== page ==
3 Compelling Reasons to Bypass Blockchain and 1 Very Dear Reason Not To

Due to the tremendous advancement in science and technology, concepts such as Bitcoin and Blockchain are getting noticed every day and gaining immense popularity. Blockchain, without a doubt, is going to be the next big thing owing to its capabilities which impact our lives on a personal and professional level. In the simplest of terms, blockchain is regarded as a simple digital platform used for recording and verifying transactions in such a way that it is visible to everyone and cannot be erased by anyone.

 

In technical terms, blockchain can be described as a distributed, immutable (tamper-proof), decentralized public ledger which records transactions in the form of blocks and uses an autonomous peer-to-peer payment system which relies on secure cryptographic protocols

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The One Very Dear Reason To Have Confidence In Blockchain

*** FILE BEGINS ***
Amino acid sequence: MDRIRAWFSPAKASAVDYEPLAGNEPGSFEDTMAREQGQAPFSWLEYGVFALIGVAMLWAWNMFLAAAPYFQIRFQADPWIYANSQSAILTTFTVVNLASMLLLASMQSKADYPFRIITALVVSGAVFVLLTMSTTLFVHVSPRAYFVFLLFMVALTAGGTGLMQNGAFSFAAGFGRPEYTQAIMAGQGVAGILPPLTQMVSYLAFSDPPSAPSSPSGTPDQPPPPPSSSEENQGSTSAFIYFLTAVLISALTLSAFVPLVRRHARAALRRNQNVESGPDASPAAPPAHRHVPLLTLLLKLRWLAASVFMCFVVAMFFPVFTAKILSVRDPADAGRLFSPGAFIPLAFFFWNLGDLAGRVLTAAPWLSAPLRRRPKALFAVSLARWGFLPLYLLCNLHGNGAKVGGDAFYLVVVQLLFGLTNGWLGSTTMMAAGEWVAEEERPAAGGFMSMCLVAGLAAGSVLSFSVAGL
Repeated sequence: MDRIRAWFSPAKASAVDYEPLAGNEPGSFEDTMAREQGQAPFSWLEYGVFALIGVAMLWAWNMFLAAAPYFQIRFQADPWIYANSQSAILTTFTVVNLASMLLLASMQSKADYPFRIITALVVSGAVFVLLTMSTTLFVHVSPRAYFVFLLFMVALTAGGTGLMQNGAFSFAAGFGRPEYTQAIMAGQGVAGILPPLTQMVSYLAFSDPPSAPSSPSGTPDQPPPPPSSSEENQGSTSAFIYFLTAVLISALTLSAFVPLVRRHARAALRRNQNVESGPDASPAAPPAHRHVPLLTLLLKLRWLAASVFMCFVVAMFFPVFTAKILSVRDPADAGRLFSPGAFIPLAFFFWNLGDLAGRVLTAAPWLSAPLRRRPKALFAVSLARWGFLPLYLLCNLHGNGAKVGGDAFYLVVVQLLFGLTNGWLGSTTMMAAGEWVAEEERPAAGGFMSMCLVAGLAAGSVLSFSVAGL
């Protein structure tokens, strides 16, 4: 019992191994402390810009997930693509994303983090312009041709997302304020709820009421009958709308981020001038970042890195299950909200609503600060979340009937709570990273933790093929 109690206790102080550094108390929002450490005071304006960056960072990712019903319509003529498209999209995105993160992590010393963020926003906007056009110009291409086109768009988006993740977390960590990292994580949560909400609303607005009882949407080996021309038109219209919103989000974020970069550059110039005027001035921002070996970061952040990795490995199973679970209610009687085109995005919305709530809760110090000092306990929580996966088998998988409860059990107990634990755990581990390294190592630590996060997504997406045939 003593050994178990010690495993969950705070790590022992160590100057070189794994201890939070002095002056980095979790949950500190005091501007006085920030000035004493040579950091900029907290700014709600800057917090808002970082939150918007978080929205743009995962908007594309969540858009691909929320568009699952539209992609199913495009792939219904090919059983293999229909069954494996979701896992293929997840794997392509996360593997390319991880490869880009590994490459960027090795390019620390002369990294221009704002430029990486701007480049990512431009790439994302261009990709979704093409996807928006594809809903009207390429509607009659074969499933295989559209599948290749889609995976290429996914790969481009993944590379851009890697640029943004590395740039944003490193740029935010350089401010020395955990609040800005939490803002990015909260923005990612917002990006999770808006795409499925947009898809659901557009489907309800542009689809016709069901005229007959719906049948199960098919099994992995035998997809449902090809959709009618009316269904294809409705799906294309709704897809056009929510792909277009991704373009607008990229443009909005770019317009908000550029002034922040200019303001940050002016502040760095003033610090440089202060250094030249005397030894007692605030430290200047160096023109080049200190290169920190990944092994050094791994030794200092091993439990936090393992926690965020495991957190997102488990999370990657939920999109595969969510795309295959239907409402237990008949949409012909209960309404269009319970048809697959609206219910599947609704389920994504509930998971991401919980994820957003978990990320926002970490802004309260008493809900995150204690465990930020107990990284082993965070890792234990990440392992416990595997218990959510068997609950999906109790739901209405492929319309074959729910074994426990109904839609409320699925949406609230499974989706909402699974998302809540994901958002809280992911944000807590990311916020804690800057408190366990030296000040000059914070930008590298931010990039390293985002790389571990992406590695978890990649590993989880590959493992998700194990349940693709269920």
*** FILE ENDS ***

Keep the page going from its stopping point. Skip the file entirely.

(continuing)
As we know, trust is a foundational element of any business and any industry, for that matter. Maintaining it, especially in a global economy which is becoming increasingly digital, consumes a great deal of time and money and is inefficient in most cases. But the one very dear reason to keep track of blockchain, the technology which is the backbone of the very existence of cryptocurrencies, is trust.

 

Blockchain possesses the highly valuable quality of creating trust between individuals and organizations which do not have prior relationships and even an existing mistrust. Blockchain provides the option of creating self-executing and enforcing contracts which cannot be modified or tampered with. Cryptology is the keeper of trust in a blockchain as complex algorithms are run by all participants to certify the integrity of the whole. It replaces intermediaries with mathematics.